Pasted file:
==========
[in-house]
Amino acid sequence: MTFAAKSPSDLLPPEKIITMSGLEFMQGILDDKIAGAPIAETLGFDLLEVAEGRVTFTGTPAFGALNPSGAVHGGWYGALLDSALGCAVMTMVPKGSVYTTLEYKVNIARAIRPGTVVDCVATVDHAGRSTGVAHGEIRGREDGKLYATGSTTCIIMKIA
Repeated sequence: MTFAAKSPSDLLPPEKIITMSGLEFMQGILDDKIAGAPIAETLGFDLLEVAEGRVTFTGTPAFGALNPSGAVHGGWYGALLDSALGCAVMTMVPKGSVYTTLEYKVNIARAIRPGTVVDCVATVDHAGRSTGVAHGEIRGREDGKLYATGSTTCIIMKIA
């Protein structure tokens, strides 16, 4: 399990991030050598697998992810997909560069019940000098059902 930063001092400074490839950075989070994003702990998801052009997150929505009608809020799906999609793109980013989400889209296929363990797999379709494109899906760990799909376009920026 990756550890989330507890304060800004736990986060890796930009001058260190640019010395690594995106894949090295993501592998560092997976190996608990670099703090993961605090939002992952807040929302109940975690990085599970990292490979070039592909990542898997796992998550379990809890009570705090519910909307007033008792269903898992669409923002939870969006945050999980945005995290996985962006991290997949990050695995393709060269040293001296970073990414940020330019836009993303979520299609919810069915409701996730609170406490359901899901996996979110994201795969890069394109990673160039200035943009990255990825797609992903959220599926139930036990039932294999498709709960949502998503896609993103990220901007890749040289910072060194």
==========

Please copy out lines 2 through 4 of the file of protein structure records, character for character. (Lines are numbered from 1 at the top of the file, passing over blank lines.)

Amino acid sequence: MTFAAKSPSDLLPPEKIITMSGLEFMQGILDDKIAGAPIAETLGFDLLEVAEGRVTFTGTPAFGALNPSGAVHGGWYGALLDSALGCAVMTMVPKGSVYTTLEYKVNIARAIRPGTVVDCVATVDHAGRSTGVAHGEIRGREDGKLYATGSTTCIIMKIA
Repeated sequence: MTFAAKSPSDLLPPEKIITMSGLEFMQGILDDKIAGAPIAETLGFDLLEVAEGRVTFTGTPAFGALNPSGAVHGGWYGALLDSALGCAVMTMVPKGSVYTTLEYKVNIARAIRPGTVVDCVATVDHAGRSTGVAHGEIRGREDGKLYATGSTTCIIMKIA
């Protein structure tokens, strides 16, 4: 399990991030050598697998992810997909560069019940000098059902 930063001092400074490839950075989070994003702990998801052009997150929505009608809020799906999609793109980013989400889209296929363990797999379709494109899906760990799909376009920026 990756550890989330507890304060800004736990986060890796930009001058260190640019010395690594995106894949090295993501592998560092997976190996608990670099703090993961605090939002992952807040929302109940975690990085599970990292490979070039592909990542898997796992998550379990809890009570705090519910909307007033008792269903898992669409923002939870969006945050999980945005995290996985962006991290997949990050695995393709060269040293001296970073990414940020330019836009993303979520299609919810069915409701996730609170406490359901899901996996979110994201795969890069394109990673160039200035943009990255990825797609992903959220599926139930036990039932294999498709709960949502998503896609993103990220901007890749040289910072060194």